If you are like me, you bought the original Zone of the Enders for one reason: to collect the coveted Metal Gear Solid 2 demo it came packed with. Also if you were like me, you ended up finally popping the disc in your PS2 and realizing that ZoE ended up being a pretty fun game. Konami doesn’t have the best track record for delivering HD versions of their games to this generation, and with Zone of the Enders HD carrying yet another Metal Gear demo in its case, expectations were kept in check. In the end, the latest HD package comes out somewhere in the middle, with both issues and moments of brilliance.
Anyone who played the originals will quickly tell you that the first game was a testing ground. A lot of what it did was solid, but the short campaign (clocking in at around five hours) was certainly disappointing. Most of you will spend the bulk of your time with the sequel, The 2nd Runner. One of the highlights of both games, though, was their impressive frame rate. These games ran silky smooth on PS2 hardware back in the day. This makes it all the more perplexing how, ten years later, they come packed with slowdown. Both versions, PS3 and 360, are plagued by action which simply doesn’t run as smoothly as their PS2 counterpart.
Now, it is worth noting that both games have received massively improved textures and resolution. When the game runs smoothly, it is gorgeous. The environments in the first game felt repetitious, but the second game really opened them up. These things are beautiful, and could easily be mistaken for games of this generation. Sadly, the frame rate continues to rear its ugly head throughout both campaigns.
If you can deal with that, what you get is two highly impressive experiences. The one thing HD collections usually have issues with is upgrading controls to the modern style. Gamers have been trained on the dual-analog control scheme and know how almost every game plays. ZoE really does well translating to that scheme. Once you get into the game the controls just feel right. The only adjustment I had to make was ascending/descending with the face buttons. Everything else was spot-on. The game is also intense more often than not. Engaging with other mechs high up in the sky is exhilarating. Also, the swarm lock-on missiles are still an impressive sight to see.
Another cool addition exclusive to this HD pack are the newly added features to The 2nd Runner. Originally only released in Asian and European markets, the special edition of the game featured a new difficulty level, extra missions and VR training, all of which are found here. There is also a nice animated feature that ties the two games together created by animation studio Sunrise. Truly, The 2nd Runner is by far the more impressive of the two games, and even after all of these years it holds up well.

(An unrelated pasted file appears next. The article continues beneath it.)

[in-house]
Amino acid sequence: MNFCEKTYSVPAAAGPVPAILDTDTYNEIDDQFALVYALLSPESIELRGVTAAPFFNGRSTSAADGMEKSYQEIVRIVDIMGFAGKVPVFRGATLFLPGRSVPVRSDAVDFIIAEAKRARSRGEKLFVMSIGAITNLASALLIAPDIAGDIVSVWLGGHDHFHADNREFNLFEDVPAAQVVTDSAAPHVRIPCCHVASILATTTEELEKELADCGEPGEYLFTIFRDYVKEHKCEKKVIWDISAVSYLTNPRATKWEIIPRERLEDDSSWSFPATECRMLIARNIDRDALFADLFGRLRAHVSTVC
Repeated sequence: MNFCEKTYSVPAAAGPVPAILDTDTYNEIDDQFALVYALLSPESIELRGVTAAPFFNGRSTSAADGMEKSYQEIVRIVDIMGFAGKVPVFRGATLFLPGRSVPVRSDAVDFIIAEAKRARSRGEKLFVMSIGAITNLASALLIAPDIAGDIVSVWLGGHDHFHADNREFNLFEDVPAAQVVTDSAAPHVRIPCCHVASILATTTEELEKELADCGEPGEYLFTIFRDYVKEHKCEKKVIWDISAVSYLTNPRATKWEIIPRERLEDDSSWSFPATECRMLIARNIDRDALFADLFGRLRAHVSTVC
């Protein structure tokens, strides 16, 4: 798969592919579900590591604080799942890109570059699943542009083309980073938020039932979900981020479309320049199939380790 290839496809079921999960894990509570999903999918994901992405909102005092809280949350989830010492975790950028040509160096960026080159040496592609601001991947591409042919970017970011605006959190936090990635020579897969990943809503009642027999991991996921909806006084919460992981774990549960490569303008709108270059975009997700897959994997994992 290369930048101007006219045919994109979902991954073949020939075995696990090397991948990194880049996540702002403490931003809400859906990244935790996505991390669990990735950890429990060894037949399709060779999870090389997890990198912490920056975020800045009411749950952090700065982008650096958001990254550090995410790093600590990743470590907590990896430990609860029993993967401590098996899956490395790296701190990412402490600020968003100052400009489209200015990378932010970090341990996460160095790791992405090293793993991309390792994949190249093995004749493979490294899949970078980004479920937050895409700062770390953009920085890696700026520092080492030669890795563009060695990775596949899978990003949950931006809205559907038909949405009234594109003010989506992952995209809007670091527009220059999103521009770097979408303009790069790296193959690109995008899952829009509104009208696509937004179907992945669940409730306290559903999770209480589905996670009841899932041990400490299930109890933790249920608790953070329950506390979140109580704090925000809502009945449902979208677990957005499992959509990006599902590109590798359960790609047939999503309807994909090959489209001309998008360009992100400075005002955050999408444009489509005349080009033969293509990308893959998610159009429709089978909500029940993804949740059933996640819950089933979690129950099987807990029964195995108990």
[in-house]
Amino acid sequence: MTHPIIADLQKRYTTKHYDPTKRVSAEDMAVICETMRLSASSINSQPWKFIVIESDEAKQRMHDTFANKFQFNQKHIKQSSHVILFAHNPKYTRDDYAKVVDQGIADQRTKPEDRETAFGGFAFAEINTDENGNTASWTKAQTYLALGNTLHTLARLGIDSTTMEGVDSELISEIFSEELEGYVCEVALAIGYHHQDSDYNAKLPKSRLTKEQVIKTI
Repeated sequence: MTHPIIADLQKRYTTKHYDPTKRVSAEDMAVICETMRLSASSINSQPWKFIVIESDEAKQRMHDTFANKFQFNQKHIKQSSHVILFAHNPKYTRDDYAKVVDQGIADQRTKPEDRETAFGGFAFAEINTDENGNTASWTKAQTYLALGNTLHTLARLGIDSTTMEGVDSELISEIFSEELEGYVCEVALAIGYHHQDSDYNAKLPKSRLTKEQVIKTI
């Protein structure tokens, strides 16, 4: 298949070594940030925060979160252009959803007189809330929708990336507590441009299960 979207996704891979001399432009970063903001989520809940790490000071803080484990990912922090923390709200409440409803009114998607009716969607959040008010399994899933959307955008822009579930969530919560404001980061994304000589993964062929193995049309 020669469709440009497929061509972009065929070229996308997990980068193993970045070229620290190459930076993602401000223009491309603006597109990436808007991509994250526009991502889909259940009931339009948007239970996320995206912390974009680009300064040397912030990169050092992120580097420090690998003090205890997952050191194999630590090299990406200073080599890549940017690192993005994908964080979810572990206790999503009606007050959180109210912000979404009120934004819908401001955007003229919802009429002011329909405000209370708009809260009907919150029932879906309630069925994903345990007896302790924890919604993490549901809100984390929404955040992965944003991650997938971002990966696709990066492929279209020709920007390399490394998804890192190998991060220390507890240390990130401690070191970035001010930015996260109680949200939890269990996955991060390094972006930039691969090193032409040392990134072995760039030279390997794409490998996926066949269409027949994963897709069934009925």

About that Metal Gear Rising demo…
So, a lot of people are also interested in a demo that comes packed with ZoE HD. Platinum Games is at the helm of the latest Metal Gear title, and it shows. This is more action-oriented and features Raiden as opposed to Snake. Here is a quick rundown of what that demo entails.
First off, it is worth noting that the PS3 version is a download code weighing in at over 3GB. It is also worth noting that the demo has some serious bugs on PS3 causing system hard locks, requiring you to restart your console. The Xbox 360 version comes on a second disc and has none of the aforementioned issues.
As for the game itself it feels a lot like a Bayonetta: third-person action with a heavy emphasis on combos. The coolest feature is being able to hold down the left trigger and aim your blade for a precise cut. The satisfaction of slicing an enemy at any angle and watching the carnage rarely disappoints. The controls are fluid and the story as campy as ever, meaning it is a Metal Gear game at heart. I was excited before, but the demo has me even more pumped to play the game when it launches next year.
Zone of the Enders HD Collection is a solid package that truly only suffers from its technical flaws. The frame rate might not have been such an issue if the original hadn’t been so smooth. As it stands, being able to finally play both games on Xbox 360 and having them in one nice package is almost worth it, unless of course you still own them on PS2. Any way you slice it, it is hard to argue the value of the box. Zone of the Enders was unique when it originally launched, and truthfully there hasn’t been much like it since, making this collection definitely one to check out.
Review copy of game provided by publisher. Primary play on Xbox 360.